In a Business Wire news release issued Monday, Monsanto’s weather modeling company Climate Corp announced its purchase of data analytics company 640 Labs, a tech start-up company in Chicago. 640 Labs has found a way to capture geo-referenced data from farm vehicles using a drive that plugs into the vehicles’ diagnostics port.
We profiled the company last summer and followed Matthew and Joe Schweigert, Cuba City, Wis.,as they tested out the data drive on their farm. The Schweigerts were using the information to decode all of the information about a vehicle, such as engine temp, RPMs, fuel use, vehicle speed, torque, and even what gear you’re in. It has information about the implements, too, in addition to GPS location.
When I visited 640 Labs, they said that while the drive provides the means of capturing data in the field, the true value that they bring is data quality and analytics. They said the data they collect is much more “granular” than what you typically get from other data providers because they are capturing more data. More data allows them to detect anomalies or outliers in the data that might flag a problem in the field that needs to be investigated. Their data drive collects the data in real time using Bluetooth.
So, the $64,000 question now is what Climate Corp wants to do with its new acquisition. As stated in the Business Wire news release, “At The Climate Corporation, we strongly believe that leveraging on-farm data can help farmers maximize yields and optimize natural resource use,” said David Friedberg, CEO of The Climate Corporation. “Turning that data into valuable tools for farmers requires a combination of top software engineers, statisticians and specialized disciplines, from agronomists to climatologists. The 640 Labs team brings a combination of engineering and agricultural expertise that will complement and enhance the capabilities of our existing team.”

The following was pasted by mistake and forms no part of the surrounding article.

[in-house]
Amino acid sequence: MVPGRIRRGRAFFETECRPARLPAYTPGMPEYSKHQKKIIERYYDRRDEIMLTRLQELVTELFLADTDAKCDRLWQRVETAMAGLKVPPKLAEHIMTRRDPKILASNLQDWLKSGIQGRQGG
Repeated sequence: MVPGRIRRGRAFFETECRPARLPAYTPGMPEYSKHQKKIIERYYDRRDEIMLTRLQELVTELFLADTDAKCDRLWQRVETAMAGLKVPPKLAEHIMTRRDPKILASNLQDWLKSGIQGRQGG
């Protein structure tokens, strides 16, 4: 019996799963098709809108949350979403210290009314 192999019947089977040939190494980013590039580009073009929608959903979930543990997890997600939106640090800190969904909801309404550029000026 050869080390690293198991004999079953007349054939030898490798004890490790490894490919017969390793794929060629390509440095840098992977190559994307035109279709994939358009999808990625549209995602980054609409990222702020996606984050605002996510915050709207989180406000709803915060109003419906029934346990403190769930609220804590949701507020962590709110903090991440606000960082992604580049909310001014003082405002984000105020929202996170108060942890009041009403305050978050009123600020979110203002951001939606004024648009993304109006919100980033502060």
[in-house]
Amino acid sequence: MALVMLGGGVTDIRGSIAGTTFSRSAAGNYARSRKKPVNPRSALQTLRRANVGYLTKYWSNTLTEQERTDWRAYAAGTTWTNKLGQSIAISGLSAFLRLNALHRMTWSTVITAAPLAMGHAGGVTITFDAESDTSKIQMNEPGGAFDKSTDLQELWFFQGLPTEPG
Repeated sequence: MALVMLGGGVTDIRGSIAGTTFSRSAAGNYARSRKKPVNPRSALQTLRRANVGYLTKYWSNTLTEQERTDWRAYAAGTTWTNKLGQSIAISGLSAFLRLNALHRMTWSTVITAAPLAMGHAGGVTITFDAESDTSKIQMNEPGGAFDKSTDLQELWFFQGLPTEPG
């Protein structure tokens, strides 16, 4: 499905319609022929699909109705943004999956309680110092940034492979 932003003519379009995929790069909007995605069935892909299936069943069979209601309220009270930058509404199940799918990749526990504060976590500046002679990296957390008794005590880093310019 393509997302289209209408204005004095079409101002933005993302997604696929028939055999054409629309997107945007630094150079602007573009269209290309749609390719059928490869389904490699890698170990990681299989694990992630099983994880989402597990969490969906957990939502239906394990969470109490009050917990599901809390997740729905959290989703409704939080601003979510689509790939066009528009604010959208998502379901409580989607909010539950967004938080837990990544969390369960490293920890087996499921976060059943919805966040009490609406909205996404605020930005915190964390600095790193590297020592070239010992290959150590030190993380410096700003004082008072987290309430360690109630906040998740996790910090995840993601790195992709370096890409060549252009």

In the coming year, The Climate Corporation expects to announce new products or services to be offered as a result of the 640 Labs acquisition. However, you can see how that kind of ground-truthing ability will improve the accuracy of their predictive modeling, so you can make more informed cropping decisions. And, as more sensors are added to vehicles to measure more things, there will be more ground-based information that Climate Corp can add to their crop modeling capabilities.
The possibilities are endless—soil nutrient levels, available moisture, crop stress, predictive soil hardness (think variable rate tillage), grain quality, tire pressures. For Climate Corp, the sky’s the limit now.
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